4,000 police officers to be deployed at hospitals for security

4,000 police officers to be deployed at hospitals for security

ANKARA – Anadolu Agency
4,000 police officers to be deployed at hospitals for security

DHA photo

A Turkish Health Ministry official said 4,000 police officers would be deployed at major hospitals for the security of doctors and medical staff after the recent murder in a hospital of a doctor in the Black Sea province of Samsun fueled debates about violence against health officials in Turkey.

Eyüp Gümüş, the Health Ministry undersecretary, said police officers would directly take action against those who commit violent acts to keep hospitals running with no operational halt. The presence of police officers at hospitals would also discourage people with violent intentions to act on their impulses and boost health officials’ morale, he said. 

Gümüş elaborated on how police officers will be deployed at hospitals, saying their deployment would be done jointly by the Health Ministry and the Turkish National Police (EGM).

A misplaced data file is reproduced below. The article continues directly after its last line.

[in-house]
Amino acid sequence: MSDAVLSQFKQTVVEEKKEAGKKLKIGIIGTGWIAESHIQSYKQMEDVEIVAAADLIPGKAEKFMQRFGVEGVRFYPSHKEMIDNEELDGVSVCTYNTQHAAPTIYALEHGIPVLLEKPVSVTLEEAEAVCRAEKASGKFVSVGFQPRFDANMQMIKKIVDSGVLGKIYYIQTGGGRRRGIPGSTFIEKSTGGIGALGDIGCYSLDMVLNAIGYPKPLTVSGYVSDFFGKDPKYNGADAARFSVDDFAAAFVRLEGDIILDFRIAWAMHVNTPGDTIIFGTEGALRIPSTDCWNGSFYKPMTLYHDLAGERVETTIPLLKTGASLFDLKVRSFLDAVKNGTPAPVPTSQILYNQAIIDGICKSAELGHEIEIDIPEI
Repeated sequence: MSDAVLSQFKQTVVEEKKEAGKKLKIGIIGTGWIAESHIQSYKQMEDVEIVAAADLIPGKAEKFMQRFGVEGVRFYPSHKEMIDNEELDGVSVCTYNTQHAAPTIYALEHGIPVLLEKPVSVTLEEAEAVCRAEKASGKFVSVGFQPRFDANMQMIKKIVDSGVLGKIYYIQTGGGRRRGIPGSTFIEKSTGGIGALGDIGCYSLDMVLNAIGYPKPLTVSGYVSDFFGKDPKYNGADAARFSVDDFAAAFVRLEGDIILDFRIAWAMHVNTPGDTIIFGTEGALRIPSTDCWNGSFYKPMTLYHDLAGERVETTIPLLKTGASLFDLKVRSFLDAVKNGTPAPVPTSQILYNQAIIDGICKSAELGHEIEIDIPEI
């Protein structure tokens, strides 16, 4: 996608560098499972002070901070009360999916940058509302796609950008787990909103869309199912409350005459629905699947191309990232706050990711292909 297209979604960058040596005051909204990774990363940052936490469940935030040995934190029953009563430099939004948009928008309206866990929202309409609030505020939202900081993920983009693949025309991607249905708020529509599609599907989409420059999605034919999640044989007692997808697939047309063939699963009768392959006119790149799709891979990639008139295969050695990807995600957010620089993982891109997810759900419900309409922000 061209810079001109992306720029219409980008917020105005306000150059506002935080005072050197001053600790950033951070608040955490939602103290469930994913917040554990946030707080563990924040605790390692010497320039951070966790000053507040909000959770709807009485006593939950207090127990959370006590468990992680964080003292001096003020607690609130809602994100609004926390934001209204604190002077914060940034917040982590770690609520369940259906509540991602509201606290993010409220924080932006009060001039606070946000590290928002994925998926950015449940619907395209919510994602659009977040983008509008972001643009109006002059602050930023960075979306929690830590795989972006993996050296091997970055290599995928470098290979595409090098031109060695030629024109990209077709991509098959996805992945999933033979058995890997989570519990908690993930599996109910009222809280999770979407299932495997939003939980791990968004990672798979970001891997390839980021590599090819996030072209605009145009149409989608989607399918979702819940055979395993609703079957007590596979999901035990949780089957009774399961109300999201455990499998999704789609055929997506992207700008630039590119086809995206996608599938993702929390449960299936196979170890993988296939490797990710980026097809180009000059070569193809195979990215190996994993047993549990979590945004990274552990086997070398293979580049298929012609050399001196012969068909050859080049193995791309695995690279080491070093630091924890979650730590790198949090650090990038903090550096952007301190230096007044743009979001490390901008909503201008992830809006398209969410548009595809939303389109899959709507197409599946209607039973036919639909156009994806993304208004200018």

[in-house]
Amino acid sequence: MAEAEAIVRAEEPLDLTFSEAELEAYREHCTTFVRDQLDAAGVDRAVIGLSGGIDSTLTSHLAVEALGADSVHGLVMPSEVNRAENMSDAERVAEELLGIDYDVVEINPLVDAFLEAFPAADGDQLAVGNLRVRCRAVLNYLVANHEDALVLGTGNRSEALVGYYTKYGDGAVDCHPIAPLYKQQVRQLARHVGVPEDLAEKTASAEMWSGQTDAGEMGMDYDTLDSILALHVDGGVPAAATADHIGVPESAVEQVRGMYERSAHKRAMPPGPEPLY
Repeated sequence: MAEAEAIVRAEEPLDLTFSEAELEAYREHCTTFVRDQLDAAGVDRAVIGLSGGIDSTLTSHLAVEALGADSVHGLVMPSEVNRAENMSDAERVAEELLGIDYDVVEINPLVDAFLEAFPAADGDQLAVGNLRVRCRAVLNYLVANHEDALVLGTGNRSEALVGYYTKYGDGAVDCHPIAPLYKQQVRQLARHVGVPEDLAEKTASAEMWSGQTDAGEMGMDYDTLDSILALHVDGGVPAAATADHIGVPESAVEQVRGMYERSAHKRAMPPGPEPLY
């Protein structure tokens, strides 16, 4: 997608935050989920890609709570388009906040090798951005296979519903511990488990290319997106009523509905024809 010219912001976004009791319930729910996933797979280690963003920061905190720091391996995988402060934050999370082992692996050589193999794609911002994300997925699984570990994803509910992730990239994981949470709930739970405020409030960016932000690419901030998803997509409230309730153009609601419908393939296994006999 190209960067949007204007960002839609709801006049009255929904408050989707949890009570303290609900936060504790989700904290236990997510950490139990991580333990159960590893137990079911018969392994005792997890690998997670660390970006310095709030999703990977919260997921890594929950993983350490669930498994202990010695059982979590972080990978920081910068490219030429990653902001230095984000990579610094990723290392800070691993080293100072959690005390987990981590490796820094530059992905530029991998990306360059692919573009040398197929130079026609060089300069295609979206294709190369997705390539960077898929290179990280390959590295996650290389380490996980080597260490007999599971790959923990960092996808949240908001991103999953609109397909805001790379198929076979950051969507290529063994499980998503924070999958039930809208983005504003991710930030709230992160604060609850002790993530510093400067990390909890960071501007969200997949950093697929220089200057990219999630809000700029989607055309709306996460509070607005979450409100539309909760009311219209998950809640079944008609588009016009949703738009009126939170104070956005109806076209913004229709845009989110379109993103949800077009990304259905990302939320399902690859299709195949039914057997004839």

“As a first step, we will make an amendment in order to recruit contractual security personnel in hospitals through the EGM and put private security companies in contact with the EGM. What we want to achieve in the second step is the presence of a total of 4,000 armed police officers in the emergency departments of as many as 300 major hospitals. The contractual security personnel who are currently working at hospitals try to ensure hospital security by calling the police department. They sometimes fall short of capturing a suspect in a violent act because they are not trained enough. These police officers will quickly capture any violent suspect,” he said.

Speaking on behalf of the Health Ministry, Gümüş said they have to ensure not only the security of health officials, but also that of patients.

The move came about a month after Kamil Furtun, a thoracic surgeon, was shot dead while on duty at the Samsun Thoracic Diseases and Surgery Hospital May 29 in Samsun. 

The killing of Furtun exacerbated the debate on violence against health officials, leading to nationwide strikes by doctors and medical staff for a day, in protest.